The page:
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Recovery of Unclaimed Shares of BATA from IEPF

Recovery of Unclaimed Shares of BATA from IEPF

Recovery of Unclaimed Shares of BATA from IEPF

If you have shareholdings of the Bata India Ltd. or your father or grandfather have old physical share certificate of the company then this blog will be an important read for you. This blog is also for understanding the difference between unclaimed shares and dormant shares.

The old shares of Bata can fetch huge profits for an investor but should understand the whole process to claim them. With the current provisions of the government in place, an investor might need to raise the claim for dividends related to old shares with IEPF. In the following sections, we will study the history of Bata India Ltd. its share growth. We will also demonstrate its share growth by taking an example of a hypothetical investment. We will follow this up with some data about dividends released by the company over two decades and then study the IEPF and its share claim process.

History of Bata India Limited

Bata India Limited is a company known for its business of producing high and middle-range footwear and its trading throughout India. The company also sells various accessories through its pan India network of retail and wholesale units. The company is also into the development of surplus property in the real estate segment of the Indian Market. Its footwear manufacturing and the trading segment are responsible for carrying out the production of various types of footwear or all price ranges. The segment is also responsible for the manufacturing of various accessories and their sale in the market through its retail and wholesale outlets. Its surplus property development arm is responsible for developing surplus property at the place named Batanagar in India. Its retail outlet network comprises over 1,200 stores spread across all major cities in the country. It also has an operating network of non-retail distribution networks which operates through its urban wholesale division and caters to a variety of customers through almost 30,000 dealers. The accessories offered by the company for women include handbags, clutches and scarves, belts. For men, its accessories collection contains shoe care products, belts, and wallets. Its brands include Bata, Bubblegummers, Bata Comfit, Hush Puppies, Weinbrenner, Power, Power,  and Naturalizer.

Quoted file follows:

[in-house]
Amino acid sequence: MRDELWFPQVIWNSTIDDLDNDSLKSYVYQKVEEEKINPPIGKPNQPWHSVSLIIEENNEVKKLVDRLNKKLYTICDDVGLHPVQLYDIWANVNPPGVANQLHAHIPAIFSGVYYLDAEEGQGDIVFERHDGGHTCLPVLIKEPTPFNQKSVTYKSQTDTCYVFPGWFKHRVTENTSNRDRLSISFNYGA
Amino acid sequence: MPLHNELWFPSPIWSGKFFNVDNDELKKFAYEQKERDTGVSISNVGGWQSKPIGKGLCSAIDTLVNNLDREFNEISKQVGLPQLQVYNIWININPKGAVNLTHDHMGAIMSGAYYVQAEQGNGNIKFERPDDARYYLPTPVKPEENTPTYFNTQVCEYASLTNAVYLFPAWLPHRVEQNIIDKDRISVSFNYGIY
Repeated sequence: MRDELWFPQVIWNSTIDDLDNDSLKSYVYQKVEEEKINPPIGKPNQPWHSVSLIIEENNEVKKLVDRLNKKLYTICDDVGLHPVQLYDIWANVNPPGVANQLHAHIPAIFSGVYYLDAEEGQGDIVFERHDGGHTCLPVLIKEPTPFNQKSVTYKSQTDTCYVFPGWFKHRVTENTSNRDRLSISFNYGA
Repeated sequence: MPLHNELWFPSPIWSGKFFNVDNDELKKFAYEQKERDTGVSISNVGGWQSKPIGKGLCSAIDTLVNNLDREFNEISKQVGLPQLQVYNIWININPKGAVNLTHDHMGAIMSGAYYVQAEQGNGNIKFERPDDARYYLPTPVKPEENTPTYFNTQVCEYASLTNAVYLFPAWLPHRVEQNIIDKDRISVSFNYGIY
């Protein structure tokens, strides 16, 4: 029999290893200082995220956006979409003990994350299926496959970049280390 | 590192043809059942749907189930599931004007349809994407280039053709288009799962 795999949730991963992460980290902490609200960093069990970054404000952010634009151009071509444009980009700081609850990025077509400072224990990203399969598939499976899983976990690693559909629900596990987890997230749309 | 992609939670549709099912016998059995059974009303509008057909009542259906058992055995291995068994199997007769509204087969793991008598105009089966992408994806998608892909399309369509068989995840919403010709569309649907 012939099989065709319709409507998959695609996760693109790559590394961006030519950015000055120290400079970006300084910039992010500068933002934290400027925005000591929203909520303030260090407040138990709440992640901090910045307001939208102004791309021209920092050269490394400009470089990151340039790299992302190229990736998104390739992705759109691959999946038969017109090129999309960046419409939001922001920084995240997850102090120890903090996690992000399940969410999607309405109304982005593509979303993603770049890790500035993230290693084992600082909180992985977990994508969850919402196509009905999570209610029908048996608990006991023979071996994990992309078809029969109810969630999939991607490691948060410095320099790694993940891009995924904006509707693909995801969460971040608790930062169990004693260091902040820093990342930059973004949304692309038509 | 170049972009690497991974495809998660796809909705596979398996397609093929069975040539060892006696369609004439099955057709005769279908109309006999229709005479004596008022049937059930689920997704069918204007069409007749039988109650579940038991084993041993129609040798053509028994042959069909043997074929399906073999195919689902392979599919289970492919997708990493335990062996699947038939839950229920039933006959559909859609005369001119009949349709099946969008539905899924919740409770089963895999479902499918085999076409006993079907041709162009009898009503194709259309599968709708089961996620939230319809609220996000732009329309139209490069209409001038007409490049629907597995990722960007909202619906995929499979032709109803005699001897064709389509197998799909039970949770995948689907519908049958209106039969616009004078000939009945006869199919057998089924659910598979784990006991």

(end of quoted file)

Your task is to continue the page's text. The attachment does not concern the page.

Over the years of its operation in the company which started way before the Indian independence, Bata has grown into a trusted brand among Indian customers. Even during the Corona crisis, the company continued its growth journey and the results for the last quarter were encouraging for the investors. In the following section, we will understand the tremendous growth in value of Bata’s shares over the past few decades through a calculation based on a hypothetical investment made in the company in 1978. 

Calculation related to Bata’s Share growth

  • Suppose someone bought 100 shares of Bata in January 1978 which might have been worth a few thousand only as the share prices were quite low.
  • Now, Bata has been known for giving bonus shares to its investors as a gift for their loyalty and trust in the company’s business. Bonus shares are fully paid-up shares that are introduced in a ratio by companies for shares owned by the investors. For example, if a company introduces bonus shares in the ratio of 3:5 then it will mean that for every 3 shares owned by the investor the company will give 5 shares as a bonus

Now. According to the bonus history of Bata India Ltd., it has introduced a bonus three times in the following ratio as shown in the table.

The bonus history of Bata is given in the following table:

Bonus History
Announcement Date Bonus Ratio Record Date Ex-Bonus Date
05/10/1987 1 : 1 21/08/1987  
11/09/1984 2 : 5    
11/09/1979 1 : 4    


  • The issue of bonus shares in were 1:4 which meant 4 bonus shares for every 1 share. So, the net shares owned after this were 100 shares + 400 bonus shares = 500 shares.
  • Similarly, bonus shares issued in 1984 were 2:5, that is 5 shares for every two shares. This meant that the total no. of shares was 500 shares + 1250 bonus shares = 1750 shares.
  • Another bonus was introduced in 1987 in the ratio 1:1. This made the total no of shares equal to 1750 shares + 1750 bonus shares = 3500 shares.